Shelter 16 – Vitoria, Spain.
The shelter is home to around 90 large dogs and almost 50% are Pit Bulls. More Pit Bulls than all the shelters I’ve visited combined. Why? Because it’s a ‘No Kill’ State. Due to their size, reputation and my limited experience, I admit, I was nervous. Built like Olympic athletes, they are fast, agile and generally up for a rumble.
Like a tough American prison, energies run high, with boisterous inmates letting off steam. But the playful atmosphere can turn in an instant. Weakness is targeted, as I witnessed peering over the yard wall one day. A volunteer tried to ‘manage’ dogs jumping up – with his knee. Bad move. Like a red rag to a bull. I wondered what would happen if they ever viewed me as a target???
Generally though they are friendly, happy, welcoming dogs who enjoy human company. And considering their size, energy and capability, it’s impressive to see so many boys together getting on just fine. Some kennels had six or seven, which is more than I’d seen in other shelters. That’s a mark of the Pit Bull’s character – fun time clowns, just looking for a tussle and a laugh.
The more time I spent with them, the more I began to admire these impressive Gladiators! Yes, you have to watch your energy and be quietly confident in their presence, but shouldn’t we be doing that in life anyway?
So, on my last day, when no other volunteers booked in, I went alone. How hard could it be?
Because the kennels have plastic frosted covers, you don’t know who is on the other side, so it’s a bit of a lottery. I opened a door and stood back.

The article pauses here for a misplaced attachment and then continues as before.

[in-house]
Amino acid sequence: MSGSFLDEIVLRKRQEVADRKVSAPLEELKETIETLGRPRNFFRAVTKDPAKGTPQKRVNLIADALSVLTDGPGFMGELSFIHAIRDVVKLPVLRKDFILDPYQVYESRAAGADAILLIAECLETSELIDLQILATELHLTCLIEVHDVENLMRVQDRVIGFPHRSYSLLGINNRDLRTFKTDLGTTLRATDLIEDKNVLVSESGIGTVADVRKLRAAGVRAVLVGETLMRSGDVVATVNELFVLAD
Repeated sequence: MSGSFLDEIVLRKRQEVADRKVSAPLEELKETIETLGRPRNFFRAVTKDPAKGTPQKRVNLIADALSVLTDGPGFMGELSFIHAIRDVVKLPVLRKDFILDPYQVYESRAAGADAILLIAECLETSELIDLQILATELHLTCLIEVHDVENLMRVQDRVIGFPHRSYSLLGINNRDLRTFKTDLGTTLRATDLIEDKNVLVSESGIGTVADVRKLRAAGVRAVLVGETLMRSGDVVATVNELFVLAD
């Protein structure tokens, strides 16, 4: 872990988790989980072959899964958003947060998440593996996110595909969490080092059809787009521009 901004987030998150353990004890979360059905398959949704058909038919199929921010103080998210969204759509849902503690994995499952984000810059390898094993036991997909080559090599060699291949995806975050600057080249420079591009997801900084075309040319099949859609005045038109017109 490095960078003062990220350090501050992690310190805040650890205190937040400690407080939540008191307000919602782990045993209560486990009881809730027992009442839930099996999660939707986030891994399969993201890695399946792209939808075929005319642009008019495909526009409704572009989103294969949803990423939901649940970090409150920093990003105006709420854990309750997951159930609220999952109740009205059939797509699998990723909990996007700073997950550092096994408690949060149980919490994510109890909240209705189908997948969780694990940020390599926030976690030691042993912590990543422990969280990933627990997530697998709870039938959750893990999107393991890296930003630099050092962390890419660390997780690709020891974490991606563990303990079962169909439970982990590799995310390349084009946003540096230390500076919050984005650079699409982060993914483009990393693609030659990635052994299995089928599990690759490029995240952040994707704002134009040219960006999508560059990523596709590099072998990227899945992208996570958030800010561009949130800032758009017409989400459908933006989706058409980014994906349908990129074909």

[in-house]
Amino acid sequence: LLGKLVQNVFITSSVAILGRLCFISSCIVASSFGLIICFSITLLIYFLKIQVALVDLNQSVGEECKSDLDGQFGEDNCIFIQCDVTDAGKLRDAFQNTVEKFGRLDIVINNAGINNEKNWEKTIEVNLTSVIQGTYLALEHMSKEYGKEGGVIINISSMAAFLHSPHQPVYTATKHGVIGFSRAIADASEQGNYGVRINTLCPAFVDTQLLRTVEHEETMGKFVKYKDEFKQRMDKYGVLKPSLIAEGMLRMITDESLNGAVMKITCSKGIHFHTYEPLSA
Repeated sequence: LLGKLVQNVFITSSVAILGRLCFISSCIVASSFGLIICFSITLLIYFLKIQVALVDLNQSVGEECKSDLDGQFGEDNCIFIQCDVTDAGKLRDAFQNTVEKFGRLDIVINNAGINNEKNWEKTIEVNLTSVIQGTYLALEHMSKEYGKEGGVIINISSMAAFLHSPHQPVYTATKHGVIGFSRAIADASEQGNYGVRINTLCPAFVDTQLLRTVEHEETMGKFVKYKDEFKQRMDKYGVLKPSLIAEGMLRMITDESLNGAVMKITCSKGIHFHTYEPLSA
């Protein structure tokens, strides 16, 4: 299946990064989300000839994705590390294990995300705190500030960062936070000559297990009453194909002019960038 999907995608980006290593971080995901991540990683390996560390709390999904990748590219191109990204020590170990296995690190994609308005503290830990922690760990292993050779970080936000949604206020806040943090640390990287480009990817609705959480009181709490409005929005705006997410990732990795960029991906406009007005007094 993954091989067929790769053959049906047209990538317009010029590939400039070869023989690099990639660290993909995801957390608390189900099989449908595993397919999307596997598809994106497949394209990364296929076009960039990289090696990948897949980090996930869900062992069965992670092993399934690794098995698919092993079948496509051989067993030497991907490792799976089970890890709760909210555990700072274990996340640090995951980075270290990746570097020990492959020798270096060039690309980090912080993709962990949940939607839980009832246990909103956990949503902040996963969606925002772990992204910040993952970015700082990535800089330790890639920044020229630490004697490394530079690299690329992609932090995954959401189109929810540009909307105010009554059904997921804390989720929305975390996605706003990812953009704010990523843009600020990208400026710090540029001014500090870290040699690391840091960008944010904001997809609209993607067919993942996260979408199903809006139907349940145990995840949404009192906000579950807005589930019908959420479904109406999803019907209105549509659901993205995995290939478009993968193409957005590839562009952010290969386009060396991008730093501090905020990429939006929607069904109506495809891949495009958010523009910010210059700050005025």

Out flew six huge dogs! Three Pit Bulls, one enormous Shepherd, and two non-descript dogs. They coursed round the yard biting and challenging each other. I remained bolt upright to appear confident. ?
Within minutes the Pit Bulls and Shepherd broke off into hardcore play fighting. Then they began launching against one of the kennel doors.
Ooops! The previous day I’d seen this and used a plastic dog bed as a shield to move them away. Yesterday that strategy worked. Today I was alone. Today they diverted their focus again – to me!
It would be a mild understatement to say I was s**t scared! This obvious weakness made me a potential target. The positioning of the yard and kennels meant no ability to call for assistance. The only way would be to try and manoeuvre to the gate on the other side. I wasn’t sure how feasible that was?
Then I remembered how much I love dogs – ALL dogs! I made a decision – to try and work with them.
‘Ok, let’s go!’ I said in my best Barbara Woodhouse voice. I put my dog bed shield down, marched to the treat cupboard and grabbed a handful.
‘This way!’. They followed, still hyped up to the max.
I about turned. ‘Sienta!’ (‘Sit’ in Spanish). Holy Schmoly, they only went and sat?!!! Three big Pit Bulls and a massive Shepherd – 100% focused on me! ?
And so began an incredible 15 minutes of walking to heel, about turns, sits, play time, recalls and waits. My prison yard hooligans transformed to picture perfect Service Dogs! ?
For the rest of the day I worked all the dogs coming out in the lottery of opening doors. Whatever flew out, however hyped and loutish, we worked together and I can say, hand on heart, every Pit Bull gave the very best of themselves. To see these wonderful dogs working AND having fun was an indescribable delight. ?
We give Pit Bulls a bad name. We created them and now in many instances we want to destroy them. It’s not their fault.
I learnt valuable lessons about my own confidence and energy from these guys. You can’t fool them and this I like very much.
So to Pit Bulls all over the world – I salute you and will always be grateful for your lessons. ???
And HUGE thanks to the guys from this shelter! (sorry about the Barbara Woodhouse voice, but it was all I could muster in the moment. Fortunately no-one else heard, so maybe we can keep it our little secret?!) ? Much love. xxx